A decade ago, all the young dudes eschewed wearing sandals in the city, and kept their Tevas for trail hikes and flip-flops for the beach. Today, city sandals have become a whole category unto themselves. Virtually all the top designers turn out spiffed-up sandals from simple thongs and slides to more elaborate styles fit for the in-the-know mononymous crowd: Jesus, King Leonidas, Kanye, and so on. How did this happen?
Even though bespoke sandal wearers have been paying a visit (and a couple hundred bucks) to New York leatherworking legend Barbara Shaum for over 30 years, (The best money you will ever spend on footwear—words cannot express how orgasmically happy your feet will be), and even if sandals just make good, practical sense—especially when the summer heat shifts from toasty to engulfed-in-flames—most guys are still sandalphobic when it comes to wearing them for work or any special occasion.
And for good reason, too. Sandals have their place, but luxury designers are acknowledging that well-dressed men who want to give their feet some breathing room have few options. Hence the birth of the hip-flop, which is several notches above your old rubber flip-flops in terms of quality and material, while still retaining the look and ultra-casualness of their forebears. Sandals are now so acceptable that irony is creeping into some designs, like Givenchy's Birkenstock-inspired styles for spring.
Looks from 3.1 Philip Lim's Spring 2014 collection. See 20 other designers who are taking on the footwear phenom.
But even so, what's appropriate to one man is anathema to another. Steven Taffel, whose West Village shoe boutique Leffot has given men a stately, wingtipped analog to the ladies' Manolo Blahnik store, said he's less comfortable than many of this customers wearing any kind of sandal in the city.
"I'm still very old school," he says. "I'm the flip-flops at the beach kind of guy."
Up-and-coming New York men's shoe designer Noah Waxman says the opposite: come summer, he seldom wears anything else.
"I've loved sandals my whole life—I grew up wearing them," he says. "It's so weird that women can get away with showing pretty much the whole foot, but even when it's hot and disgusting men can't. I suppose that it's now become okay for guys not to wear socks under their oxfords in the summer, but I personally think that's grosser than wearing sandals. Plus, it's not good for your shoes." (His point is well taken: sweat stretches and stresses good shoe leather. If you love your shoes and want them to last, wear no-show socks.)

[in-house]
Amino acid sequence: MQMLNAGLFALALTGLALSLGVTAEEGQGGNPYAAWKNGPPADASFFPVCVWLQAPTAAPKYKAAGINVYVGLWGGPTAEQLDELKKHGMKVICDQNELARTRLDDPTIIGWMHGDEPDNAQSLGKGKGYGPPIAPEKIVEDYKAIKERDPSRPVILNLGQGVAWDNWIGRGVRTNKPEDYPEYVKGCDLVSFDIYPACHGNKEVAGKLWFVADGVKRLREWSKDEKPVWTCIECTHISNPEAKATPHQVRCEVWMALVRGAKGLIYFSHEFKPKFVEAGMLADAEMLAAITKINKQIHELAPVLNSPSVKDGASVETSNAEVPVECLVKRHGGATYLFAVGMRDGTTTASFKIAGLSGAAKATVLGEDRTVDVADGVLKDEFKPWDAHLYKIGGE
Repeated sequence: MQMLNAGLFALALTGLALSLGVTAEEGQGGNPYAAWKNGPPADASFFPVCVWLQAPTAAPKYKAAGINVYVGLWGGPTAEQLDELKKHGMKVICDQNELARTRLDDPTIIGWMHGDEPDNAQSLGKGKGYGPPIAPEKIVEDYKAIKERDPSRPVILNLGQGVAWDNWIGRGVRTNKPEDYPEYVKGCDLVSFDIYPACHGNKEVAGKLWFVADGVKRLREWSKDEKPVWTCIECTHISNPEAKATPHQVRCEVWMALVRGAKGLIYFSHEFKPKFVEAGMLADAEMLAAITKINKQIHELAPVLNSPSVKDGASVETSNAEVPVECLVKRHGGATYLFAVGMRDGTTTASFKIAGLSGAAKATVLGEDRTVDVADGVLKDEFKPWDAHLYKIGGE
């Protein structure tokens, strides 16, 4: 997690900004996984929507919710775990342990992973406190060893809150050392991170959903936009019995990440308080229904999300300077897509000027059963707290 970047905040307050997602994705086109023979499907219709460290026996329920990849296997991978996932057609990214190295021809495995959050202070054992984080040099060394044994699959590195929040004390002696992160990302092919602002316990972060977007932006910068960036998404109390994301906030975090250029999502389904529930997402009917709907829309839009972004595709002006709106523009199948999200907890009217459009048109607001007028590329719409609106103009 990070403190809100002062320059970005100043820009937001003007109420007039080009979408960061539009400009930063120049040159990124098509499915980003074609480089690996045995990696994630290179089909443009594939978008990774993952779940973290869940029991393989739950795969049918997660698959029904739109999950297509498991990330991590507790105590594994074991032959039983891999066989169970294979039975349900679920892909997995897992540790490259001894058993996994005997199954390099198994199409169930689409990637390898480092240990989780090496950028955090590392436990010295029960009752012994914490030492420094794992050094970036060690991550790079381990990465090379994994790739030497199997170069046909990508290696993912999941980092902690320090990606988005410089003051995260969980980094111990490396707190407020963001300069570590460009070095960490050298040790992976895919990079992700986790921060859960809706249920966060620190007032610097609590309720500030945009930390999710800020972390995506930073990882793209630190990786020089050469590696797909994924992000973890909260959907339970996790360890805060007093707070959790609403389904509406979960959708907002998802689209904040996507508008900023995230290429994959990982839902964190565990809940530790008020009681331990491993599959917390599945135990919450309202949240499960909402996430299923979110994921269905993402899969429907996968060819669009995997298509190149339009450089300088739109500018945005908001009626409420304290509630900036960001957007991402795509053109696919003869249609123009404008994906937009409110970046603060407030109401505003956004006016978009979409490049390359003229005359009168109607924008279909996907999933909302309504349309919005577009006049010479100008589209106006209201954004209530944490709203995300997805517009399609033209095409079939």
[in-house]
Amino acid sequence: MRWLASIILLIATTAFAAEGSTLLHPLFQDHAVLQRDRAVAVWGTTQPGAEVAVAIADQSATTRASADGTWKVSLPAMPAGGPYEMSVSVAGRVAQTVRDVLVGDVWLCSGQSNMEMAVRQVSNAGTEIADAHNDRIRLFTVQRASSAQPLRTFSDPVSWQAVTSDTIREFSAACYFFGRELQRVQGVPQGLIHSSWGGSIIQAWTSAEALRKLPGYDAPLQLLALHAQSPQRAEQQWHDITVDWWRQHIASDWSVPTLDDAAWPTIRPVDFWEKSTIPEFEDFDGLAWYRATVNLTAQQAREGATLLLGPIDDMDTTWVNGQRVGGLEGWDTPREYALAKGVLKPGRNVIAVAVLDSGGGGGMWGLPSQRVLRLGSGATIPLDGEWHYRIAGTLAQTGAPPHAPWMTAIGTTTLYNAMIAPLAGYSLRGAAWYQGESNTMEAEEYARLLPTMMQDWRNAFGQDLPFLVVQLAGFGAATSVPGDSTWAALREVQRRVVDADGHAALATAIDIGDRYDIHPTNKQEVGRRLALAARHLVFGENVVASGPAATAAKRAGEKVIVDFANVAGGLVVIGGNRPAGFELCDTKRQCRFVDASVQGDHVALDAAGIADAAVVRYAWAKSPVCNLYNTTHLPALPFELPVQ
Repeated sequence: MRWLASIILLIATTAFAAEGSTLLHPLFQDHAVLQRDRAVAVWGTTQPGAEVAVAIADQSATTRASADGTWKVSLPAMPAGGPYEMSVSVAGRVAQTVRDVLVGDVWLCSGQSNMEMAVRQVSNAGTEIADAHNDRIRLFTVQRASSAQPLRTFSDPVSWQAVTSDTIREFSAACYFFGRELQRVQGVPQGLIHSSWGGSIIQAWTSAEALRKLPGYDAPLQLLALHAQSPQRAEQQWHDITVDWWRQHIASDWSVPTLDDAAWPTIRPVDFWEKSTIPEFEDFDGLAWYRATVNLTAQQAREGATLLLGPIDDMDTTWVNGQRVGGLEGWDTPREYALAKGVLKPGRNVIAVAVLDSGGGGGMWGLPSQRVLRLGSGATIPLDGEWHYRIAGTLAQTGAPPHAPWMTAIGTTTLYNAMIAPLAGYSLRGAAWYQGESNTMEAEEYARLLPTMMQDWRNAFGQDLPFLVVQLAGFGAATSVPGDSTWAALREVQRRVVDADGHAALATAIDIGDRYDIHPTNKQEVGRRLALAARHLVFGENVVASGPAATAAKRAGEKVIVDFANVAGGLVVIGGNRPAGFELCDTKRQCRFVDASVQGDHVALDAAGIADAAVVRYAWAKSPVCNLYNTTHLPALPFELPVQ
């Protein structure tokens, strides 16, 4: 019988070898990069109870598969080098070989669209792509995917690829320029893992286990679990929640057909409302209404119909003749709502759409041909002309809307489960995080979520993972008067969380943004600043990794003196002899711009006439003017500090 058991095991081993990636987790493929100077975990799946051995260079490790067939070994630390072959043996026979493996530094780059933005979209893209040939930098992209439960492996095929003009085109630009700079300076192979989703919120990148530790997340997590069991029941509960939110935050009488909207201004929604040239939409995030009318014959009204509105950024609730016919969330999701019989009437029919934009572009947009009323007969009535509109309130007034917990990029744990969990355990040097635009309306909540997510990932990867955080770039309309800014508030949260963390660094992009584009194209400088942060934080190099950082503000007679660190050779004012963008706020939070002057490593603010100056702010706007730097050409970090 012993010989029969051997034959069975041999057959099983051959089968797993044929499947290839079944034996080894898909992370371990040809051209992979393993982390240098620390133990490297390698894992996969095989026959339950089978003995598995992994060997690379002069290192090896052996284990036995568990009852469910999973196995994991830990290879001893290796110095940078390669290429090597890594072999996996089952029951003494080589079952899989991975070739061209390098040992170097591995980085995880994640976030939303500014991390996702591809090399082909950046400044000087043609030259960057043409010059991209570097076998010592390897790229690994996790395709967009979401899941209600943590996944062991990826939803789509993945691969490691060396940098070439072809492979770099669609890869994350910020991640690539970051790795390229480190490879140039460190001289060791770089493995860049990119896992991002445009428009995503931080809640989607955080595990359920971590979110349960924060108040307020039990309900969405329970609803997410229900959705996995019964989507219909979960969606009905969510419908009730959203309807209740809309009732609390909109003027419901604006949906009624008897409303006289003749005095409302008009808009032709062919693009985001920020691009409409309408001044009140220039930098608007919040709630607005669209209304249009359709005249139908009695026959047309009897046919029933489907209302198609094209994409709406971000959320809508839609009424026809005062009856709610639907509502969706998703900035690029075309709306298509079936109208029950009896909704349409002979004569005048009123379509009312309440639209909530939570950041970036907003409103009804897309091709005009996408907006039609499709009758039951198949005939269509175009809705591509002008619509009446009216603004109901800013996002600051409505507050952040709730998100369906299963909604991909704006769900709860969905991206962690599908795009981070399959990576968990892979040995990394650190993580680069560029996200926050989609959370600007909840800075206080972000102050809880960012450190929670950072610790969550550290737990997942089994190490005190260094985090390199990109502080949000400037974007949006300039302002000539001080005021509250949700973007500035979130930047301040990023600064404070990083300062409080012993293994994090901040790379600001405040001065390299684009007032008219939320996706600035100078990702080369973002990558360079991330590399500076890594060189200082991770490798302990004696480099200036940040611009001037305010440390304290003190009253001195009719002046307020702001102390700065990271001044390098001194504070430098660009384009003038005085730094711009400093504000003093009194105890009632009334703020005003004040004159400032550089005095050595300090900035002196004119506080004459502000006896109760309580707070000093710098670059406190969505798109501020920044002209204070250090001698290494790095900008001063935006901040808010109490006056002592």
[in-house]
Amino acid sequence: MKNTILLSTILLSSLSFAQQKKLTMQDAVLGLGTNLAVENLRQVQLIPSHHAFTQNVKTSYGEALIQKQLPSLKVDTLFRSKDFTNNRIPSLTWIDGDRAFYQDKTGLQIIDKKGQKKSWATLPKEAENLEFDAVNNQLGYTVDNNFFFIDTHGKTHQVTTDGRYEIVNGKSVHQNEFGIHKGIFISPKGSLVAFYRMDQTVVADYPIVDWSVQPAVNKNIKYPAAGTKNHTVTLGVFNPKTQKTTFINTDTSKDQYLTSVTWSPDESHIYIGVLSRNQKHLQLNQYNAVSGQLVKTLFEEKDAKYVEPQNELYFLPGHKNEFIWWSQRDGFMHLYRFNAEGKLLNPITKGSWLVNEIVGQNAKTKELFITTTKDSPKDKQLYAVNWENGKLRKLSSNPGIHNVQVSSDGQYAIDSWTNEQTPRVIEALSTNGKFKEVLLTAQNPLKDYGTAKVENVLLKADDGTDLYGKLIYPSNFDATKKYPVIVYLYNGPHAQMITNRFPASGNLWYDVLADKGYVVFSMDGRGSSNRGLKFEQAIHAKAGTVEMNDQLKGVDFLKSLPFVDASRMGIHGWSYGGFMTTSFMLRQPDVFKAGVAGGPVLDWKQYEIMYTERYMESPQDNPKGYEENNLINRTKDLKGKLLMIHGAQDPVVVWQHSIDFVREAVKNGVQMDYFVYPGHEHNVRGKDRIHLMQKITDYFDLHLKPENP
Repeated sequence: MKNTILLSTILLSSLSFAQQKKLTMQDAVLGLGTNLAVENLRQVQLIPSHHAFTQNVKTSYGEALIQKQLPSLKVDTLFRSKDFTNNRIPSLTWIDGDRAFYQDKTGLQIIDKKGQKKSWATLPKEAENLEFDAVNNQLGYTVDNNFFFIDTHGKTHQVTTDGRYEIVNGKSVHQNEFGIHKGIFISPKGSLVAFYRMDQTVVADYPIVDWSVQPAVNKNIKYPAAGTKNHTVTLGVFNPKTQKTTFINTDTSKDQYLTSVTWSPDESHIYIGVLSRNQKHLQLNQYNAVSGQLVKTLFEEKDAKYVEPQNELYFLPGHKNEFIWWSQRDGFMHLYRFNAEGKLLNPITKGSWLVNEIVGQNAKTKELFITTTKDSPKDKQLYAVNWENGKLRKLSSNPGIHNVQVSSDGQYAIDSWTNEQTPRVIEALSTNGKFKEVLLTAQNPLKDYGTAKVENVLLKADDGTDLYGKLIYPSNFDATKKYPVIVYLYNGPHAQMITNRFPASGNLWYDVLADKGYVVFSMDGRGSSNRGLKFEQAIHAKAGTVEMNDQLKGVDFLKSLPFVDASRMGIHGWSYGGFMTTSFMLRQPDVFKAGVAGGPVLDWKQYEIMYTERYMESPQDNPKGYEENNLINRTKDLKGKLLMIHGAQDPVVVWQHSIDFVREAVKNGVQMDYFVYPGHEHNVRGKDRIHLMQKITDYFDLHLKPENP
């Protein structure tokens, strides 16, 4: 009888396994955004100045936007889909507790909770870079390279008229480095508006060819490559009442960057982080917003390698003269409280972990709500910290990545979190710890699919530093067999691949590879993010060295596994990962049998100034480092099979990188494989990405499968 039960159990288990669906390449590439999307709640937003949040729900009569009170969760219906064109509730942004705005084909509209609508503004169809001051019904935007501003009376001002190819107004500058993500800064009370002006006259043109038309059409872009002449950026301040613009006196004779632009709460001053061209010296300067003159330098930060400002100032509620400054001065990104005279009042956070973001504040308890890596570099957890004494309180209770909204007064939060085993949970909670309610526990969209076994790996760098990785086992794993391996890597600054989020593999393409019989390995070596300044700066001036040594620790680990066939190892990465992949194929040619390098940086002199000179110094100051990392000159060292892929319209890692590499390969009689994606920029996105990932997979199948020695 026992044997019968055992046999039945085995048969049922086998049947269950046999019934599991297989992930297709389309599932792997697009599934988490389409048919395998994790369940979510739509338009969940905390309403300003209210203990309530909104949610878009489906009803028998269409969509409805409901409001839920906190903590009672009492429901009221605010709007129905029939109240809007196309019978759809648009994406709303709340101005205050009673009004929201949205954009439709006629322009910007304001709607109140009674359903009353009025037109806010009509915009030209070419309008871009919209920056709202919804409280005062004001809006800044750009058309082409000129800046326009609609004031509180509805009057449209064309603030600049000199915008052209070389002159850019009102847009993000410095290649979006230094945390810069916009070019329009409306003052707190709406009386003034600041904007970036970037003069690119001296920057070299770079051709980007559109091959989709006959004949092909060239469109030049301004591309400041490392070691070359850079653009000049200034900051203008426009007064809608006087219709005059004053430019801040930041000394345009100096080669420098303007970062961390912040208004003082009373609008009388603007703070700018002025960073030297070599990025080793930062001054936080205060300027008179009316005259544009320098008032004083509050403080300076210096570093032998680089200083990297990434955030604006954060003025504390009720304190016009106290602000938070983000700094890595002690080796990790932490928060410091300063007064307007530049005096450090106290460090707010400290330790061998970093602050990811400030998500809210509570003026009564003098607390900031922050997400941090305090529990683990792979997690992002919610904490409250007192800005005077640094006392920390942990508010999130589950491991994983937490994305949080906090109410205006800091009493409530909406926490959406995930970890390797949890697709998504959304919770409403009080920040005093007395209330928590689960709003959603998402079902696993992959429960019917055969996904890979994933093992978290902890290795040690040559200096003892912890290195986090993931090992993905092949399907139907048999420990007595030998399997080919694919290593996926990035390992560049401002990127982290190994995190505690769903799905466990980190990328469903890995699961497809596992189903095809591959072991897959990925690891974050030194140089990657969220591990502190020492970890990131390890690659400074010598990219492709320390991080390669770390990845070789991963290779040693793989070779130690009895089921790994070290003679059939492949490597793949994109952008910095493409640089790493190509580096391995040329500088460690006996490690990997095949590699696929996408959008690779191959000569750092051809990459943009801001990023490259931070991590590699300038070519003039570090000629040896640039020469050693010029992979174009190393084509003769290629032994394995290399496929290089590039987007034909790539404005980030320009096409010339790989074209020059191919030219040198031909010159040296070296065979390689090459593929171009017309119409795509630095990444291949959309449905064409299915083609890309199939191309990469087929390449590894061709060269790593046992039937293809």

His solution this season was a neat, sexy version of the old fisherman sandal, a shoe-sandal hybrid with a bit of Mediterranean flair, which Waxman thought looked more pulled together than a strappy sandal would, but sales of his hotted-up oxfords have been much brisker.
But most men are like Eric Jennings, the menswear director of Saks Fifth Avenue: somewhere in between.
"I'm very ambivalent about sandals in the city," he said. "I'll wear them with shorts, but when it comes to dressing up more, I'm not so sure. You see guys in Italy wearing them with a suit, but unless you've got that sprezzatura—that kind of nonchalant style that's very carefully put together—it doesn't really work. You can't wear sandals with a pin-striped suit in super 100s wool. You have to wear them with a suit that's more casual, like a linen/silk blend."
So how to toe the line, when each man draws his own in the sand? It's not easy, but there is one sandal style that elicits consensus in the form of a resounding noooo.
"I was giving a wrap-up presentation to buyers here after the runway shows," says Jennings. "And one of the points I kind of threw out there was 'sandals with socks'—and everyone just groaned. You might see a couple guys out there doing that, but that's a pretty high-fashion look."
So if you want to get through the style equivalent of Checkpoint Charlie, the 1970s-German-tourist look is not going to do you any favors.
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